This week we have learned that Adam Everett Livvix, a 30-year-old from Texas, was arrested in Israel for allegedly plotting to attack the Dome of the Rock with explosives. Thanks to the collaboration between Israeli security agencies and the FBI, an incident of colossal implications was prevented.
The Palestinians, however, believe that danger to Haram al Sharif (Temple Mount) comes from Jews. According to a recent survey conducted by the Palestinian Center for Policy and Survey Research (PSR), 56 percent believe that Israel intends to destroy al Aqsa Mosque and the Dome of the Rock and replace them with a Jewish temple.
These fears stem from the recent rise in Jewish activities around the Holy Sites, including the growing calls to allow Jews to visit Temple Mount and pray there. I can fully sympathize with these calls.
A few weeks after the guns of the Six-Day War in 1967 fell silent, I joined my comrades from the Israeli Air Force in a tour of the Old City of Jerusalem. For years, from the rooftop of Notre Dame Monastery we had been watching the Arab side of the city, which was under Jordanian control, as if we were peering at the other side of the moon. Now we roamed the alleys with excitement, until we came to a spot where we saw the site most sacred to Jews: Temple Mount.
You don’t necessarily have to be a religious Jew to get goose bumps when you see for the first time, from such close range, the place where the temples of your people once towered over this eternal city. “The greater the gloom and adversity of Jewish life,” wrote Abba Eban in his book Heritage, “the more intense became the recollection of ancestral pride.” No wonder that suddenly, out of that group of secular young officers, there erupted the call, which swept us all: Let’s go there!
To our dismay, the Army officer who escorted us said that then-Defense Minister Moshe Dayan had issued a strict order that prohibiting Jews from entering the Temple Mount. Dayan left the control of the holy site in the hands of the Waqf, the Islamic trust that has been controlling and managing the Islamic edifices there, including the Al-Aqsa Mosque.
Many Israelis thought then, and still think so now, that Dayan made a grave mistake. If Israel liberated Jerusalem in 1967, they reasoned, and every Israeli leader has been vowing that the city will never be divided again, then Israel should have imposed its sovereignty on all parts of Jerusalem, including Temple Mount. By leaving the control in the hands of the Waqf there developed a bizarre situation where, in the Jewish state, Muslims were allowed to go and pray at their holiest site while Jews were denied that same privilege.
This was a bitter pill to swallow, especially when Jerusalem is the holiest place for Jews, while for Muslims it is ranked only third, after Mecca and Medina. While Jerusalem is mentioned numerous times in the Bible, and its archaeology clearly manifests its Jewish past, its sanctity to Muslims is based on an interpretation of one verse only in the Quran, describing Prophet Muhammad’s nocturnal journey presumably made from Mecca to Jerusalem on the back of his horse al-Buraq: “from the sacred mosque to the farthest mosque” (The Quran, Sura 17:1).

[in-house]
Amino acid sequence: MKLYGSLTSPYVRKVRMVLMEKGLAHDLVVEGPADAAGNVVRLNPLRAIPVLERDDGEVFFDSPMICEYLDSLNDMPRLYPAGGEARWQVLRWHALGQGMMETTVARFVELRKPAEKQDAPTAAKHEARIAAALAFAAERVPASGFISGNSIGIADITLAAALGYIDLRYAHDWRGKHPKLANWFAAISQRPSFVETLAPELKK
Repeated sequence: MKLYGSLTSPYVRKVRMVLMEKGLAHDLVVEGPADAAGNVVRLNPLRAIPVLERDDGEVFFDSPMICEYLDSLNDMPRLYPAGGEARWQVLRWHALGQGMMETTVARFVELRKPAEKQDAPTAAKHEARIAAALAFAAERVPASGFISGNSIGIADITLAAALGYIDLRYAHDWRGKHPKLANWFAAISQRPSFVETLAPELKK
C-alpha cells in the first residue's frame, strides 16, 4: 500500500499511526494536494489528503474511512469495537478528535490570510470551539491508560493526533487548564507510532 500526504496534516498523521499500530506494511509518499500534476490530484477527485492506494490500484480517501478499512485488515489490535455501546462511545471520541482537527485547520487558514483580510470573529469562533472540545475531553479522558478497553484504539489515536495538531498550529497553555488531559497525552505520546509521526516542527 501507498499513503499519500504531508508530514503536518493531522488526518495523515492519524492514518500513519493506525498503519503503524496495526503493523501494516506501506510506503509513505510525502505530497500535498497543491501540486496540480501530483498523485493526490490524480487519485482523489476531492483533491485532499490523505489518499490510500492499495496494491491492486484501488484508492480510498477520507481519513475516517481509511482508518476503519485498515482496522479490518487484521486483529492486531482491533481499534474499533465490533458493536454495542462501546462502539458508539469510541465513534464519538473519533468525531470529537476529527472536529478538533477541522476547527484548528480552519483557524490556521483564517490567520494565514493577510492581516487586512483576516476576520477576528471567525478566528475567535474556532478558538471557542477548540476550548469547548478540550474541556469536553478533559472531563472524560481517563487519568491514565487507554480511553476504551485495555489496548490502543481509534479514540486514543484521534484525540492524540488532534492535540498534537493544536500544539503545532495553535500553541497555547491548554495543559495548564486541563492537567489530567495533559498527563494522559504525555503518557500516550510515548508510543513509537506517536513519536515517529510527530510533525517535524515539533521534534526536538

Nevertheless, the reality that Dayan had imposed on Temple Mount prevailed, and for almost five decades Muslims have been enjoying full religious freedom to pray at the “farthest mosque,” better known as al-Aqsa, while Jews settled for vowing “next year in Jerusalem,” without actually being able to exercise the right to climb up to Temple Mount.
In September 2000, Ariel Sharon, later to become prime minister, decided to break that tradition and paid a highly publicized visit to the site. The Second Intifada, also known as the “al-Aqsa Intifada,” which broke out immediately thereafter, caused the death of some 3,200 Palestinians and 800 Israelis.
Today, al-Aqsa Mosque is in the eye of the storm, threatening to spark bloodshed again. And as if the feud between Israelis and Palestinians wasn’t complicated enough, Jordan, which still maintains its title as the Protector of the Holy Sites in Jerusalem, summoned its ambassador in Jerusalem temporarily, in light of the clashes on Temple Mount.
This is dangerous, because once a political conflict escalates — or deteriorates — into a holy war, there is no room for compromise. If that happens, then Israel will not be facing Palestinian stone throwers, but rather a billion angry Muslims.
Luckily for us, the leaders in this region have been showing responsibility. Prime Minister Benjamin Netanyahu flew recently to Amman to discuss with King Abdullah ways to calm the situation. Palestinian President Mahmoud Abbas, who was in Amman at the same time, is expected to play his part as well. He should stop inciting against Israel and exert his influence on the Palestinian rioters in Jerusalem.
As for Israelis like myself, 47 years since my tour in the Old City, we can borrow the phrase from the cut-throat driving culture in Israel: “On the road, don’t be right; be smart.” We can defer the right to visit Temple Mount until better times, so that Jerusalem will remain what its name in Hebrew implies: Ir Shalom, a city of peace.
(Uri Dromi is executive director of the Jerusalem Press Club. He was the spokesman of the Rabin and Peres governments of Israel, 1992-96.)